Snow Volleyball is legit

Snow Volleyball is no Joke, But it is One Wild Ride

snow volleyball-travis mewhirter-chase frishman

I’m sitting on the porch of a hotel in Wagrain, Austria. Hotel isn’t really the right word. The place is more of a homey, lovely little cottage than it is a hotel. In a few hours, Eric Zaun, Chase Frishman, Chris Vaughan and I are set to play the winner of Italy and Russia in the quarterfinals of a snow volleyball match.

I’ll pause there to let the ridiculousness of that set in for you.

It’s in moments like these, as I sit looking at a massive mountain, where I can see the gondola – spectacularly named the Flying Mozart – that will take us on a 20-or-so minute ride to the site, that I can’t help but laugh.

Yes, we’re taking a gondola to a volleyball tournament. Yes, that volleyball tournament is taking place on top of a breathtaking mountain. In the snow. Yes, we, alongside our world champion women – Emily Hartong, Karissa Cook, Allie Wheeler and Katie Spieler – were sent to Austria by USA Volleyball to represent our country in snow volleyball.

To Americans, this is a new thing, but in Europe it’s actually quite seasoned, now in its eleventh year of existence. What is new is the support it is suddenly getting from the FIVB and various national federations is. It’s gaining momentum around the globe, from Russia to Cameroon to Japan and Hermosa Beach. To the point that legitimate athletes from legitimate countries are playing what I have no reservation in labeling a legitimate sport.

That, above all else, is my biggest takeaway from our Wagrain adventure, the first of two snow stops for our crew: Snow volleyball is a real thing.

I had expected to mock it a bit. I had expected it to be a big joke, but a joke that would take me to Austria and Italy, so one which I was happy to oblige. To my delightful surprise, it wasn’t.

In the finals, for example, was Austria’s top team. Playing defense was Alex Huber, and the guy he set most often was Chrisoph Dressler. Three years ago, Huber was competing in the 2016 Olympics. Two weeks ago, Huber and Dressler won gold at a two-star in Cambodia.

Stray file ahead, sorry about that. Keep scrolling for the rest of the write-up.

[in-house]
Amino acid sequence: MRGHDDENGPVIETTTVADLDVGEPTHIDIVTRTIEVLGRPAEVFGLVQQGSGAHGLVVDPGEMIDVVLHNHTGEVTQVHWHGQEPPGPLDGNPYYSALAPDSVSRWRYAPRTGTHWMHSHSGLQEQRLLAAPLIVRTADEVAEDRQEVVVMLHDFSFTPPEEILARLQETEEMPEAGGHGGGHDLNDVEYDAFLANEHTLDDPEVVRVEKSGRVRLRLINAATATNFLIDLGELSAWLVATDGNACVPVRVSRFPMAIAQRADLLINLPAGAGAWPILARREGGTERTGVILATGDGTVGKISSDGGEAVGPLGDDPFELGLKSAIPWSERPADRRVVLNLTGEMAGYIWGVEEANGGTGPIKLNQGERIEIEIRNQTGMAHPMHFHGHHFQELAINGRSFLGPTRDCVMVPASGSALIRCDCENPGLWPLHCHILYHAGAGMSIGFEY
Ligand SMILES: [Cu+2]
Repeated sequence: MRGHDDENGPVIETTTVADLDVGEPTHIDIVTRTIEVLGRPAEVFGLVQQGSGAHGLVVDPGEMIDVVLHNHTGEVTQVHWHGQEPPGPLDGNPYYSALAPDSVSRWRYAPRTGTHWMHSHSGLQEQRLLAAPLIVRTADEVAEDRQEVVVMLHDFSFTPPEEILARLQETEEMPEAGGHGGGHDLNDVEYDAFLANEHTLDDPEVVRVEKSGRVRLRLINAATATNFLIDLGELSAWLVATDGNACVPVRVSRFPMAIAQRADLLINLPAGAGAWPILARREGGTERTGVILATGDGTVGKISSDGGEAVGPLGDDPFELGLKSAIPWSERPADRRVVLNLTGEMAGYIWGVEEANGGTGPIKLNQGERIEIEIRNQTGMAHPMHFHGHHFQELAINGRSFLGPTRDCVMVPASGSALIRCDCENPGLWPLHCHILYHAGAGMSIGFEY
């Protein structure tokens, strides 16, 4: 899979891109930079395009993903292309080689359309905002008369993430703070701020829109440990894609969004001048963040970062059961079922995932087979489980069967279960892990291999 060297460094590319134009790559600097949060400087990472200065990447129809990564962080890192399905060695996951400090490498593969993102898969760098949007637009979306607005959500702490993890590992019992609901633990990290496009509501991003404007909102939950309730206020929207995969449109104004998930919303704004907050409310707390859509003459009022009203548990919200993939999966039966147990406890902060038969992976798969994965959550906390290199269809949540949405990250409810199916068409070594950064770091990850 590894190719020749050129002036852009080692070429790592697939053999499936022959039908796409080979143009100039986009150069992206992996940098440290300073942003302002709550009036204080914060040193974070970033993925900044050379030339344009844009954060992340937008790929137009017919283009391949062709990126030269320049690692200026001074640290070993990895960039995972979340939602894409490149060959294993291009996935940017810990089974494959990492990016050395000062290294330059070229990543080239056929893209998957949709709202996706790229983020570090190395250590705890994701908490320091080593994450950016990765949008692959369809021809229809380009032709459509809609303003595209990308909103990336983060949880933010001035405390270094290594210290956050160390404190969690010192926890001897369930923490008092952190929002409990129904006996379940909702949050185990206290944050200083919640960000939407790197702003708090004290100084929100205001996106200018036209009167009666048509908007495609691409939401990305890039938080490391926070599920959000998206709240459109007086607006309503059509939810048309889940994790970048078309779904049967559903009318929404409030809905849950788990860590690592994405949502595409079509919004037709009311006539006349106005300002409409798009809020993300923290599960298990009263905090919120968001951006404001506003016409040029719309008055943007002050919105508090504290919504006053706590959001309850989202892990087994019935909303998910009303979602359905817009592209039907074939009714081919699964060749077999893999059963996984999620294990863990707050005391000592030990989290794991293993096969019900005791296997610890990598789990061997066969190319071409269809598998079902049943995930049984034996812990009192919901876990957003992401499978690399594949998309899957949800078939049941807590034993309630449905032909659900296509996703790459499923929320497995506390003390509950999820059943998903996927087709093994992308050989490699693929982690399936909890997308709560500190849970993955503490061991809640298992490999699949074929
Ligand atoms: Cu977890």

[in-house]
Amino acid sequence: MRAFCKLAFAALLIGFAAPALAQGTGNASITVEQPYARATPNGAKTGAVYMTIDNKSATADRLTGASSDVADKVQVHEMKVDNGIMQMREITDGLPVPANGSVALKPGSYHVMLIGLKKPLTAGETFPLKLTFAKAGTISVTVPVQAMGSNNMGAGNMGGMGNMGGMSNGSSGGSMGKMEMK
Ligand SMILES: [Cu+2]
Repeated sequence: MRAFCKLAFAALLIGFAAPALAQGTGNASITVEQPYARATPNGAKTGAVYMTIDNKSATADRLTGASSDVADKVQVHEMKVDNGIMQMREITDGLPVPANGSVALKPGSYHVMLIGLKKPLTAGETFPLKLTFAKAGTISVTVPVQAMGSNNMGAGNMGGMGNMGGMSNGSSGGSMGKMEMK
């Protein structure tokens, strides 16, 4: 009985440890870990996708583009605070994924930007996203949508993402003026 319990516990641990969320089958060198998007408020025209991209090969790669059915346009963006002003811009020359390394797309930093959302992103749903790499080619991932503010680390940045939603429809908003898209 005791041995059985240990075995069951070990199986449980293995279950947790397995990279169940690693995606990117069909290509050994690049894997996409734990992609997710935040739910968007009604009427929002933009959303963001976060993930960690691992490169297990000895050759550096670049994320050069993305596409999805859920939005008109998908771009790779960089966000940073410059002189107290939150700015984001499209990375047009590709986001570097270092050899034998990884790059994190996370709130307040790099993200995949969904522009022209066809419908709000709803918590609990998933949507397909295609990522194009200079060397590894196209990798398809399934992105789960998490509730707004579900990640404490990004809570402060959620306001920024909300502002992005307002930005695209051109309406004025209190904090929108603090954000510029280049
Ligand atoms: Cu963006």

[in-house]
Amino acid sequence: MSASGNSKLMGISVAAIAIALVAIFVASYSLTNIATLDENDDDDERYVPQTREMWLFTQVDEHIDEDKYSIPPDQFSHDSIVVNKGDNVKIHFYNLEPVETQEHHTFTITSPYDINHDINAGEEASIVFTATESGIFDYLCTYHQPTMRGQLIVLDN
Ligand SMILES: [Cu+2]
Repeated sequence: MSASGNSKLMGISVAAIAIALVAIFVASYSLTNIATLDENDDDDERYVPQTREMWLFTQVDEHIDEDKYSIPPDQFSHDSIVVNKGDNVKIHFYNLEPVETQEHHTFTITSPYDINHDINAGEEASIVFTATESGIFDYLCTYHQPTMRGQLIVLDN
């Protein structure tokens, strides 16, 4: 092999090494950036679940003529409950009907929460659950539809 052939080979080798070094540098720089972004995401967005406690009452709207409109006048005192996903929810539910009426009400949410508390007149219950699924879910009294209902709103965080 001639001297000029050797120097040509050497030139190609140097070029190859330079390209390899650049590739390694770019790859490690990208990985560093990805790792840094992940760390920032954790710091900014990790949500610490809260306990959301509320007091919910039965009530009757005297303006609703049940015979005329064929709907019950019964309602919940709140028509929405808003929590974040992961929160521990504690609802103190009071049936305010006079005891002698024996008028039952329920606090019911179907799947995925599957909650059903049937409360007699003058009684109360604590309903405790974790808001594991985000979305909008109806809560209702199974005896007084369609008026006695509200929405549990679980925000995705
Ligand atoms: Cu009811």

Their route to get to the finals included a quarterfinal matchup with Brazil, which boasted a lineup that included Giba and Marcio.

Beach fans may recognize Marcio. Named the FIVB’s Best Setter in 2006, 2007 and 2008, it was Marcio whom Phil Dalhausser and Todd Rogers beat for the gold medal in Beijing. Three years prior, he won World Championships and was named FIVB’s Best Defender.

And he’s not even the most decorated of the bunch.

Giba’s sort of the Reid Priddy of Brazilian indoor volleyball. A three-time Olympic medalist – gold in Athens, silvers in Beijing and London – he’s also taken home eight South American Championships, three America’s Cups, eight World League titles, and three World Grand Championships.

Decent resume.

Decent field.

When you put athletes of that caliber together, no matter the sport or the surface or the location or whether you’re taking a bus to get there or a Flying Mozart, it’s going to produce something exciting. But the athletes notwithstanding, the sport itself, too, is actually sort of fascinating.

The American men’s quarterfinal vs. Russia begins at five hours, 14 minutes.

The promoters asked me what I expected coming in, and honestly, I thought the volleyball would be, to put it politely, less than stellar. In my 28 years of experience, snow and ice isn’t the easiest to move in, let alone jump, dive, make defensive moves – anything athletic, really.

It wasn’t too much more difficult than beach. Just different. Manhattan sand is far more difficult to move in than the snow. Just a bit warmer. Throw in the fascinating puzzle piece of a third person on the court and it’s a bit of a joy to watch.

“I didn’t think it was legitimately possible for it to be an Olympic sport,” Vaughan said. “But it’s cool.”

Wheeler agreed. She played in Moscow in December, where they came home with gold. This weekend, they scooped a silver, while we finished fifth, falling to Russia in a wild one.

The Moscow event wasn’t quite the festival that Wagrain put on — empty stands, frigid weather. The promoters brought out all the stops for this one. Television. Livestream. Media coverage. A stunning venue. Announcers.

And one rollicking party of an atmosphere.  

Snow volleyball was more than cool. It was more than legitimate. It was an absolute blast, perfectly straddling the line between a party and a bona fide competitive, professional sport.

In the morning, we’ll be off on a bus to Kronplatz, Italy for more of this zany, wonderful, totally random awesomeness that is snow volleyball.

It’s no longer a joke. Nothing to mock. But the next seven days will remain one wild ride.